3D Printing

New filament tech lets regular 3D printers build multi-material items

New filament tech lets regular...
A 3D-printed cat, made from one filament comprised of four types of PLA (polylactic acid) plastic
A 3D-printed cat, made from one filament comprised of four types of PLA (polylactic acid) plastic
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A 3D-printed cat, made from one filament comprised of four types of PLA (polylactic acid) plastic
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A 3D-printed cat, made from one filament comprised of four types of PLA (polylactic acid) plastic
Various examples of items printed using the programmable filament technology
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Various examples of items printed using the programmable filament technology

Ordinarily, when using an off-the-shelf 3D printer, it's quite difficult to print a single object that incorporates multiple materials. An experimental new system could make it easier, though, by utilizing a "programmable filament."

Most consumer-grade 3D printers create objects via a process known as fused deposition modelling. This involves loading them up with a spool of polymer filament, which they subsequently heat to the melting point, then extrude out of their print nozzle. In this way, they build items up, one horizontal layer at a time.

If you want to 3D-print an object that incorporates multiple types of polymer (such as ones of different colors), you usually have to swap the various polymer filament spools in and out of the printer, as it's printing the different parts of the object.

This can conceivably get very fiddly. If you were printing a vase with differently colored vertical stripes down the sides, for instance, you would have to swap between filaments on every printed layer. That's where the programmable filament system comes in.

Various examples of items printed using the programmable filament technology
Various examples of items printed using the programmable filament technology

It starts by analyzing the computer model of the object to be printed, determining which parts of that item will be printed out of which polymers, and in what order. It then utilizes the existing 3D printer to create a customized filament spool, different sections of which are made out of the different polymers.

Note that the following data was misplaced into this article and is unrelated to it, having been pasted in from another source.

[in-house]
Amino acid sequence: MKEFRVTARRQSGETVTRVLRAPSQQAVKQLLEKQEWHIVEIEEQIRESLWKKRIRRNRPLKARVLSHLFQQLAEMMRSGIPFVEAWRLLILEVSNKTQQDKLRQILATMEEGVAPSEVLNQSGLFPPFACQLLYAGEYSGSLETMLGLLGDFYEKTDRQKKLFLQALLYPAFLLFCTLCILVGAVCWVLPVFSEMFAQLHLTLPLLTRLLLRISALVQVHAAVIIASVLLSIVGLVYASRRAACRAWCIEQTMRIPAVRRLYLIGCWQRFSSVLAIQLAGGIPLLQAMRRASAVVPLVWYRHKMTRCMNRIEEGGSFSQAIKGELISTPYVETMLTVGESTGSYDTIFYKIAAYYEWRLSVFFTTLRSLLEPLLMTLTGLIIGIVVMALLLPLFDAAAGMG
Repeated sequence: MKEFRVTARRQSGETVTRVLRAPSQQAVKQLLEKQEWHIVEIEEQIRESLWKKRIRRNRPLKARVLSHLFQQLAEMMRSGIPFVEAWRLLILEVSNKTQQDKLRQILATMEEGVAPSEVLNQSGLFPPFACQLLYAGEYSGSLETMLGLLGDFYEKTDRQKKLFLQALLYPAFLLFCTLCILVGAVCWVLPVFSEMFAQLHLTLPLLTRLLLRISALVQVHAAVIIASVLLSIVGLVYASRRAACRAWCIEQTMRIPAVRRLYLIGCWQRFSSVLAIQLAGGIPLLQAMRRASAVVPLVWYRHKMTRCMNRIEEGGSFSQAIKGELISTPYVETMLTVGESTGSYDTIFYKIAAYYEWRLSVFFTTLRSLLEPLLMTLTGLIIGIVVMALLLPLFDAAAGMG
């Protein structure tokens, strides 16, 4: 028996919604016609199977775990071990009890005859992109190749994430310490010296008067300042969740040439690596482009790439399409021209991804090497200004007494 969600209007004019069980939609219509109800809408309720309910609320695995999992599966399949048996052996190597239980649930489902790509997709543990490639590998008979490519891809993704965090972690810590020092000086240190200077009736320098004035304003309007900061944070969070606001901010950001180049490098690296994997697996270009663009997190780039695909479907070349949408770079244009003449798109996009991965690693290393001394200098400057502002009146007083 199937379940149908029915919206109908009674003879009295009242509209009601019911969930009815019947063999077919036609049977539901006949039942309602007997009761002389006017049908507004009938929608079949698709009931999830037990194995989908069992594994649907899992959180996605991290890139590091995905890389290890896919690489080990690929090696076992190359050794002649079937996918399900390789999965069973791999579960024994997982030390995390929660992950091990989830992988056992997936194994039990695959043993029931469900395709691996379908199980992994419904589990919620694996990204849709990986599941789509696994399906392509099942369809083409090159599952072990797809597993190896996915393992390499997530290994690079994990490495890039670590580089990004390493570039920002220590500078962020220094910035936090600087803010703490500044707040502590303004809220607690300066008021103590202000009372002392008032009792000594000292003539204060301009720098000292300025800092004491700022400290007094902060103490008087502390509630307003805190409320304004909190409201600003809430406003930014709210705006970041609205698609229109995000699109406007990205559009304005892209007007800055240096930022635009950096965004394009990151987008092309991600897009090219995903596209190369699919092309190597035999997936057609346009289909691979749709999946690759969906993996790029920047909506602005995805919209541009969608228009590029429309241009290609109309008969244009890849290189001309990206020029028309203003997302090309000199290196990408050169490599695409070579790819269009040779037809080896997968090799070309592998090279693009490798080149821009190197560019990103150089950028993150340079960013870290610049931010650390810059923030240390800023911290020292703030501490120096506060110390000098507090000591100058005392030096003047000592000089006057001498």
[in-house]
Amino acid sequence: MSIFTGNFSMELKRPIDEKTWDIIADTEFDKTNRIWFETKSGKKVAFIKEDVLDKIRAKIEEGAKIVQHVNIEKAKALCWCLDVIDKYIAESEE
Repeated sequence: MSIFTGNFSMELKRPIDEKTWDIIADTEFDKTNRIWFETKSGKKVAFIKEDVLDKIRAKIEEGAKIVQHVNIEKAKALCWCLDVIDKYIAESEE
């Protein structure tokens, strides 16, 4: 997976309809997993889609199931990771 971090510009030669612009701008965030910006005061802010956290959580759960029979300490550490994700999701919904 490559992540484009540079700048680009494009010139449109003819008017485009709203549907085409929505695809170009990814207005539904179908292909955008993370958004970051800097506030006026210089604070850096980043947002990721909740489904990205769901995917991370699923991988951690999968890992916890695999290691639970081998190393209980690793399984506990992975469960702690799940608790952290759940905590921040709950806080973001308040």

That spool is printed as a flat horizontal spiral. To start, all of the sections that need to be made of the first type of polymer are printed, with gaps between them where the other polymer(s) will go. The one or more other polymers are then deposited into those gaps, with the joints between the different sections of filament being spliced together.

While the process does still require the user to manually swap in the different source spools, this only has to be done a single time for each type of polymer being used.

Once the resulting multi-polymer composite spool is loaded into the printer, the object can be printed all in one go. At the points in the build process where changes between polymer types need to occur, the extruded "programmed" filament will change accordingly.

The system is being developed via a collaboration between scientists at Meiji University (Japan), Osaka University and Texas A&M University. It's demonstrated in the video below.

A paper on the research was recently presented via the online ACM UIST Conference.

Source: Haruki Takahashi (YouTube) via IEEE Spectrum

Programmable Filament - UIST2020 (long ver.)

3 comments
paul314
This is really cool. 3D printing pioneers have been doing this by hand (running the calculations and splicing bits of filament together) pretty much since the first hobby printers were available (I see a filament splicer on Thingiverse from 2011). But assembling the filament stack for anything really complicated would be far beyond what anyone could do manually.

I wonder a little about the quality of the printed filament. And (because there's a certain amount of ooze and drip when you heat the extruder at the beginning of a print) you'd definitely need some way to register the position of the filament segments before starting. Some of the filament segments for the items shown in the video would have to be very short.
RobC
This is a creative idea. Seems it would sensitive to starting at just the right index point otherwise all the alignment of colors would be off.
Techrex
?!? These researchers must save these INITIAL samples, of multiple-colored toys, etc. that this new 3D printing innovation has made! IN TIME, they will be regarded as 'Ultimate Collectibles', like a unique stamp, or #1 comic book, or other ancient artifacts, that could be sold for millions of dollars, to a rich collector or a major museum!